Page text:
"Traffic from VPNs doesn’t simply disappear: it merely resurfaces in another ISP that can subsequently monitor user activity. The opportunities for observing user traffic are substantial. For example, in a recent simple experiment that postdoc Philipp Winter performed, web requests from Tor exit relays to the Alexa top 1,000 websites traversed more than 350 Internet service providers considering the DNS lookups from these exit relays, the traffic from these exit nodes traverses an additional 173 Internet service providers."
Meanwhile, Feamster was also quick to point out that the myriad of internet-of-broken-things devices in most homes usually aren't compatible with VPN use:
"VPN clients are typically for desktop machines and, in some cases, mobile devices such as phones and tablets. As previously discussed, IoT devices in homes will continue to generate more traffic. Most such devices do not support VPN software. While it is conceivable that a user could set up an encrypted VPN tunnel from the home router and route all home traffic through a VPN, typical home gateways don’t easily support this functionality at this point, and configuring such a setup would be cumbersome for the typical user."
As Wired quite correctly points out, a VPN also won't help you if your wireless carrier is installing snoopvertising locally on your phone (remember CarrierIQ?). Nor is it a bulletproof solution for ISPs like Verizon that have creatively started modifying user packets to covertly track subscribers around the internet. Nor does it prevent you from an ISP charging you more to opt out of data collection (something AT&T and Comcast have both flirted with). A VPN also won't protect you from companies that have flirted with providing worse customer service based on your credit score.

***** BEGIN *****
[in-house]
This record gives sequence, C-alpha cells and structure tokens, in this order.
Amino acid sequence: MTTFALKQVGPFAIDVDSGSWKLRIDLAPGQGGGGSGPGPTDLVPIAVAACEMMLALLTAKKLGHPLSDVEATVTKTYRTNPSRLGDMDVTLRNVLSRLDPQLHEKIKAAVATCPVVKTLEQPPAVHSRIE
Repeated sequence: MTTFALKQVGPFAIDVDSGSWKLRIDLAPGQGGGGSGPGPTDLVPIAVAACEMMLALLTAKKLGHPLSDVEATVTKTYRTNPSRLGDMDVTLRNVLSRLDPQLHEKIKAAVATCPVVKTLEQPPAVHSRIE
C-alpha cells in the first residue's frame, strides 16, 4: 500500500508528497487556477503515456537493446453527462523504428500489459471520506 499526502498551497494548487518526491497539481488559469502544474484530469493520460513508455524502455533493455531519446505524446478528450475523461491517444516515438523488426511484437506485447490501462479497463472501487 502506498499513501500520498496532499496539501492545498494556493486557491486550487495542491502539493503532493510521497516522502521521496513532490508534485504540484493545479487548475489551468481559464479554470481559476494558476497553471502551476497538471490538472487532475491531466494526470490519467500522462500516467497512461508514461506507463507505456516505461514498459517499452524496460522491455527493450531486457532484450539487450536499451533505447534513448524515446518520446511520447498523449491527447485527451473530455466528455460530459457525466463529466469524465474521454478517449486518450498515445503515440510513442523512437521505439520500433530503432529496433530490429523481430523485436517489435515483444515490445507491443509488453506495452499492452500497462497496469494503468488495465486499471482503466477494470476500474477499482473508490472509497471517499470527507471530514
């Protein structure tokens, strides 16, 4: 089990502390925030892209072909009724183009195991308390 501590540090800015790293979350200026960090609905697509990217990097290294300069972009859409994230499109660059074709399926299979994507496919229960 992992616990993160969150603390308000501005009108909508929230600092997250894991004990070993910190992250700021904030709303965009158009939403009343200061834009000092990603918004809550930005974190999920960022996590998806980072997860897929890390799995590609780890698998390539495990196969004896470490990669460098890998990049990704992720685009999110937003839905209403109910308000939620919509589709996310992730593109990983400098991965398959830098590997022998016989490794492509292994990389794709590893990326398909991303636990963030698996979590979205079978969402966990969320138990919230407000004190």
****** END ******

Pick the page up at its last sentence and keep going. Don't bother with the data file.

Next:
And, of course, in using a paid-for VPN service, you're basically just moving the area of attack. Now, instead of your ISP snooping on you, you need to worry about the VPN company, because they get the same insight into your traffic patterns as your ISP. And while many VPNs insist that they don't monitor, record, or track this stuff, not all do, and there's been little done to see if various VPN companies are telling the truth. Certainly, many VPN companies stake their entire reputation on privacy and not snooping through your surfing data -- and hopefully the potential risk to their reputation for not being honest about that stops abuses, part of the problem is that no one really knows. Kevin Riggle has a good post outlining why you should be skeptical and careful, if you think a VPN is the answer to your privacy concerns.
Long story short, you're going to hear a lot of people say "just get a VPN" in the wake of Congress' decision to sell your privacy down river for ISP campaign contributions. But a VPN isn't a silver bullet that magically compensates for fading regulatory oversight of an uncompetitive (and anti-competitive) telecom sector, where neither regulatory authority nor competition impede these companies' hoovering up of consumer data. A VPN is just one tool for anybody hoping to protect their traffic from the ever-expanding, watchful gaze of your now unshackled broadband provider, and it may not even be a very good one. And it's a problem if people jump on VPNs thinking that it's "the solution." It is not.